This editorial originally appeared in the British Humanist Association’s ebulletin, a weekly briefing to BHA members and supporters covering the latest news, views, videos, events relating to Humanism in the UK. Sign up for the ebulletin to receive the BHA’s briefing each week.
It didn’t start in America and it didn’t start with the election of Donald Trump. For months pundits have discussed the phenomenon of ‘post-truth politics’: politics deliberately based on simplification, appealing to the raw emotions of the electorate. Evidence, historical precedent, well-reasoned analyses: all count for nothing. In fact they are repudiated as being the preserve of elites.
This populism replacing reasoned politics is now global and a major threat to universal human rights, to secularism, to reason, and to humanist values.
In India, Narendra Modi’s Hindu nationalist government disparages the open secular framework that has long held the most diverse nation in the world in some sort of social harmony. In Poland, the Government is preparing once again for an aggressive assault on the rights of women, justified entirely through appeals to Catholic dogma. In the Philippines, President Rodrigo Duterte indulges in sermon-like attacks on atheists, interwoven with rabble-rousing cries to bring back the death penalty. And in Russia, Putin, re-elected President in 2012, has used aggressive foreign policy to settle domestic political issues while imprisoning those who offend the church or criticise his regime. In Turkey, we see one of the greatest tragedies of our age: a country full of cosmopolitan potential transformed into a police state under Erdoğan, without democracy and without a free press or judiciary. In Hungary, the rule of law is rapidly becoming history. Elections in the next few months threaten the rise of far-right authoritarian parties in Austria, France, and the Netherlands.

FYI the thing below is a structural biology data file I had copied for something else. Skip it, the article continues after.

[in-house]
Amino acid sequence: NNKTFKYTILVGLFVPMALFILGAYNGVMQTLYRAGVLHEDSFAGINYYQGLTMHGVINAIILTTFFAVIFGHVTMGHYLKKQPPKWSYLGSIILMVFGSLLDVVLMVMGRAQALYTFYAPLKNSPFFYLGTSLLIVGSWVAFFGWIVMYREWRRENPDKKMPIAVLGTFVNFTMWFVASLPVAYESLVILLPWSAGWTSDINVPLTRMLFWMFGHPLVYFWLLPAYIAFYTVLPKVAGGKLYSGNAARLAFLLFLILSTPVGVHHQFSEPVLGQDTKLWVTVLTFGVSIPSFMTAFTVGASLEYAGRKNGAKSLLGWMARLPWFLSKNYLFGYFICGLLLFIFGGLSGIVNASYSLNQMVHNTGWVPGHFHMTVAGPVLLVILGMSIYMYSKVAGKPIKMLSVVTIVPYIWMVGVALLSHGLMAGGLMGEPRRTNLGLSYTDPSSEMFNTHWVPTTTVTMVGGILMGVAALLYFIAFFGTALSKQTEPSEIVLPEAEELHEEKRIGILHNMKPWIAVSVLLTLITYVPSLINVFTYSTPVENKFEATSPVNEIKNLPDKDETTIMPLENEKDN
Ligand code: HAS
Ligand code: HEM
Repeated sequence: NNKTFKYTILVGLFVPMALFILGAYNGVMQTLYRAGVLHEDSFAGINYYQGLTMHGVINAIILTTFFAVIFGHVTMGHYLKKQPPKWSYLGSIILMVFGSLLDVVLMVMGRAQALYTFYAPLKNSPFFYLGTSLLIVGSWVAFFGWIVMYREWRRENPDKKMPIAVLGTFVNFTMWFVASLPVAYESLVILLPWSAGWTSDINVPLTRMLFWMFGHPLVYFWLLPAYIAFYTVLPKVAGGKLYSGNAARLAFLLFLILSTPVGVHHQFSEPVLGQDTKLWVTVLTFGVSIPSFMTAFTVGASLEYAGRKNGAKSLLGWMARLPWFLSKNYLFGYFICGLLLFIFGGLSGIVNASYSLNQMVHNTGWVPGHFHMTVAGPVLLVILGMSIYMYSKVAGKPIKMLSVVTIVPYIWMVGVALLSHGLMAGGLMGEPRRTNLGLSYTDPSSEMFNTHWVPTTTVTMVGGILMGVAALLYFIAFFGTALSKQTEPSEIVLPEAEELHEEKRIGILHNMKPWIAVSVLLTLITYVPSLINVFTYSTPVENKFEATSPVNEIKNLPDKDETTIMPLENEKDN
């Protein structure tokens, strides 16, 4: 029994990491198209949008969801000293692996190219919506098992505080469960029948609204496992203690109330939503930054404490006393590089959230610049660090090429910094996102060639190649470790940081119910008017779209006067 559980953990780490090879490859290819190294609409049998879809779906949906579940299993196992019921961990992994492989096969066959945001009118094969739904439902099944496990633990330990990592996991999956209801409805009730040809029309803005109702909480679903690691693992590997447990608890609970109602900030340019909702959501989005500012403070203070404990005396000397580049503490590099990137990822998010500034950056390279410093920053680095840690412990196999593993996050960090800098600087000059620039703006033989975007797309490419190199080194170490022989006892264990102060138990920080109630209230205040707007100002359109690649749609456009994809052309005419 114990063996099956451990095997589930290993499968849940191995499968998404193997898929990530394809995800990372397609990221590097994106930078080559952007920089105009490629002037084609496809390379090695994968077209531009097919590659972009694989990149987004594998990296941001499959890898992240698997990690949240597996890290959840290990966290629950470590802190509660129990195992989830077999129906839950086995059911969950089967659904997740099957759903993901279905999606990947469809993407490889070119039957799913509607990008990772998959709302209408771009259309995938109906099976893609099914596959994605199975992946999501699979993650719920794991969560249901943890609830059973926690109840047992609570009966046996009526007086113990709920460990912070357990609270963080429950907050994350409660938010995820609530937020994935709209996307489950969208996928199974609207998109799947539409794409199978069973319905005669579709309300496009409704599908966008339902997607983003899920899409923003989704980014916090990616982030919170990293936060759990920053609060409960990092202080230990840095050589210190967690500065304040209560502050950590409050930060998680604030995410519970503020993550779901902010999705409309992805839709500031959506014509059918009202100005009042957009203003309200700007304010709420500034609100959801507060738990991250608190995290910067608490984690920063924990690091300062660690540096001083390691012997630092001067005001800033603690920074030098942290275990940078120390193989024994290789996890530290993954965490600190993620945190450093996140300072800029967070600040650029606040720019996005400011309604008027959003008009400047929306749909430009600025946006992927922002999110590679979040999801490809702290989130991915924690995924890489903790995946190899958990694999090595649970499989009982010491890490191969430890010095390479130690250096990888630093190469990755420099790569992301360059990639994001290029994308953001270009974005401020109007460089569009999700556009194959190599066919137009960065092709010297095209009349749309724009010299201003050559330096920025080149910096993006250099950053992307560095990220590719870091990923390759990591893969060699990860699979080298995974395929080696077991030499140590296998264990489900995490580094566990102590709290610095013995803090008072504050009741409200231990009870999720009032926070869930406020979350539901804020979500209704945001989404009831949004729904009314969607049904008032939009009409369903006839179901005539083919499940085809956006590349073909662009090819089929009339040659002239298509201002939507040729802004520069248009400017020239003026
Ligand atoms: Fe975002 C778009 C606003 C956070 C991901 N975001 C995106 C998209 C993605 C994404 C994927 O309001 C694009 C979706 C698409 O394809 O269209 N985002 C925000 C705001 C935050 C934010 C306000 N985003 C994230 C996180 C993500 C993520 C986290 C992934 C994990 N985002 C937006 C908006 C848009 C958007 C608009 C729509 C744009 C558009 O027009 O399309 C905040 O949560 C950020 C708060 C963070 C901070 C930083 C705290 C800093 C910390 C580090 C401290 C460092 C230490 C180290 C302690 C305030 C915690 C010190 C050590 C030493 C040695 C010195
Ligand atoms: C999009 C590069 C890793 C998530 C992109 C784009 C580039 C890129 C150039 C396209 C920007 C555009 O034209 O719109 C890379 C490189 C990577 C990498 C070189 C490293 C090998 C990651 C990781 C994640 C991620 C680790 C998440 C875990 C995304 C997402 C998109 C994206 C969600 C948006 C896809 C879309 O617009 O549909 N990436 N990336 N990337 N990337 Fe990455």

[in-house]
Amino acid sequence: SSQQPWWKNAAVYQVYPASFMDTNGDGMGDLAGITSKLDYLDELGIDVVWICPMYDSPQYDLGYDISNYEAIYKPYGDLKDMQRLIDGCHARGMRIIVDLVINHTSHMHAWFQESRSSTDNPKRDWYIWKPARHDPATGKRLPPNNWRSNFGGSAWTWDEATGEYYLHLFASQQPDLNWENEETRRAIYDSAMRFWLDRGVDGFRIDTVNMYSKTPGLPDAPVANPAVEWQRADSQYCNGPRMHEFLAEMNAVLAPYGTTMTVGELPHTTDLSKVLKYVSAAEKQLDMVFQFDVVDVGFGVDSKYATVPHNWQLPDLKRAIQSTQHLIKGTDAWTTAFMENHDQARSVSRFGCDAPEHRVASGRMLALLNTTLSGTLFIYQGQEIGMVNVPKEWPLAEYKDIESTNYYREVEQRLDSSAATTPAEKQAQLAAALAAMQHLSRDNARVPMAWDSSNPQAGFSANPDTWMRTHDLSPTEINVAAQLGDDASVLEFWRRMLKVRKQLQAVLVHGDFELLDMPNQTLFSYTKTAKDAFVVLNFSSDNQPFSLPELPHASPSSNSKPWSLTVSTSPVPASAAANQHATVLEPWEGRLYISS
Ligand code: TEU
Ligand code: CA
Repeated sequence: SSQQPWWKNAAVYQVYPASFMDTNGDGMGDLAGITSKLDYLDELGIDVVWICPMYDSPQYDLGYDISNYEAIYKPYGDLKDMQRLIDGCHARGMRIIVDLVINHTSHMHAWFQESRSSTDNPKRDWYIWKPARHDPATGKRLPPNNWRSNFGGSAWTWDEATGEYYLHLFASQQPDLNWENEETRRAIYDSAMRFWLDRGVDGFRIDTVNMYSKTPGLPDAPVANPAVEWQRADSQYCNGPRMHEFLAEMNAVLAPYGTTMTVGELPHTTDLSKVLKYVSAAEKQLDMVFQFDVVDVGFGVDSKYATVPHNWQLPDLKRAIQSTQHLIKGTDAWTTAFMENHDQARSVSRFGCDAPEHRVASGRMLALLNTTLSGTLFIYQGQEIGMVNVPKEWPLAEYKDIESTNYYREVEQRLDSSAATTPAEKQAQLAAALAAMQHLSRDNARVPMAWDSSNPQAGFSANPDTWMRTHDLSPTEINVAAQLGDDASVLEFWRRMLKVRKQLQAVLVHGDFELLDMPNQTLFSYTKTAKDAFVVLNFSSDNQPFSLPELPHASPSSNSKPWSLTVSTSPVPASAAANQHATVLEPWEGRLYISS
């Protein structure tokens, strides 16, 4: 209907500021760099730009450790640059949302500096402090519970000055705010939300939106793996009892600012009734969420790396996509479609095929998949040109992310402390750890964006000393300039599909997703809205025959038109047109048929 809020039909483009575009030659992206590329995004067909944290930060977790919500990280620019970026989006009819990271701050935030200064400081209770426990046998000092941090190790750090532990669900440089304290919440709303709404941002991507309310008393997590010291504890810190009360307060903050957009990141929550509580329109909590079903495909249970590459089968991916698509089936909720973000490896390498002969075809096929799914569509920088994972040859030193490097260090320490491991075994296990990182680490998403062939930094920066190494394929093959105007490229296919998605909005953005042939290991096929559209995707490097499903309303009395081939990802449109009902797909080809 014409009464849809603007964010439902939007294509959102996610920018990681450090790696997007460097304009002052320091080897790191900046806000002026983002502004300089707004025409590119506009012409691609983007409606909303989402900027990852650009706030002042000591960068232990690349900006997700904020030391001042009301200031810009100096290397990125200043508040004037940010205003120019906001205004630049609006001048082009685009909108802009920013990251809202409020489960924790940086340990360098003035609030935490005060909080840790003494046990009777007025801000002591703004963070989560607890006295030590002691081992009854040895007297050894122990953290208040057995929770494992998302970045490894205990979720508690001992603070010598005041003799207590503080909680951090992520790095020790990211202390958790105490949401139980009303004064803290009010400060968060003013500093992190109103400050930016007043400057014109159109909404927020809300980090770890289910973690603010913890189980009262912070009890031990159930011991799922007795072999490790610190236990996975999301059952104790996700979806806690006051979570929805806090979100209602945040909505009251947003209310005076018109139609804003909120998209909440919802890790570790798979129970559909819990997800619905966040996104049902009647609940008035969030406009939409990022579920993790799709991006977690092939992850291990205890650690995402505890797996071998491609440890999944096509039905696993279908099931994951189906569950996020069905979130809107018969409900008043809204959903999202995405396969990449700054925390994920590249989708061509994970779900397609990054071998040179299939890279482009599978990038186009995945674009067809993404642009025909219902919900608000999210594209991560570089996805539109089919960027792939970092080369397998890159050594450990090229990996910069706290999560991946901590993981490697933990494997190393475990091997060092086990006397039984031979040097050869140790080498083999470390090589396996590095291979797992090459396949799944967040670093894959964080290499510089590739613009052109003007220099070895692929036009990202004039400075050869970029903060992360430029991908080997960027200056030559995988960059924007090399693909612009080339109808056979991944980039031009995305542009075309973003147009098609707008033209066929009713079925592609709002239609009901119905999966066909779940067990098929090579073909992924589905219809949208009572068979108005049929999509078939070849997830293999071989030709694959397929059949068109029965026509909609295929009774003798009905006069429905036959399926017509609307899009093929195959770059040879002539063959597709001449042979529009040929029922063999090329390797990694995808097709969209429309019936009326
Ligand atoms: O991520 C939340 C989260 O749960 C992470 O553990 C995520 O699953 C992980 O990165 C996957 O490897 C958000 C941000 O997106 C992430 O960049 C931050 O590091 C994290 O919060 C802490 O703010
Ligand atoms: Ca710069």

When the world is so very far from what we want it to be, there is a temptation to retreat, to tend to one’s own garden and look to the private and the domestic. These are, after all, areas of our lives where we at least have some sort of control, and where we can have some positive effect.
This isn’t entirely the wrong instinct. Just as peace between nations starts with love between people and happiness in societies, our little choices can affect the bigger picture. So much of the BHA’s work is directed to the lives of individuals: our school volunteers encourage young people to open their minds and their sympathies, our pastoral carers give like-minded support to those in personal crises, and our celebrants guide families and couples through some of the highest and lowest points in their lives.
But public crises call for our public involvement, not just private actions.
As humanists, we champion secularism because we believe everyone is treated better when governments and churches are kept apart. We champion human rights not simply because we believe in the equal dignity of every living person, but because we know that this is something all-too easily forgotten by humankind. And we steadfastly champion democracy and the rule of law, along with those civil values that ensure their smooth functioning.
In all that we do, these social values are our guides, along with reason, empathy, and kindness. The future is uncertain and ever-harder to predict. But we must enter it optimistically, rationally, and with a cool head on our shoulders. Our humanist way of thinking has given the world so much over the centuries and its resources are far from depleted. We are entering a dark chapter in the human story, but the light has burned brightly in darker times than this. Today we all have a responsibility to tend the flame.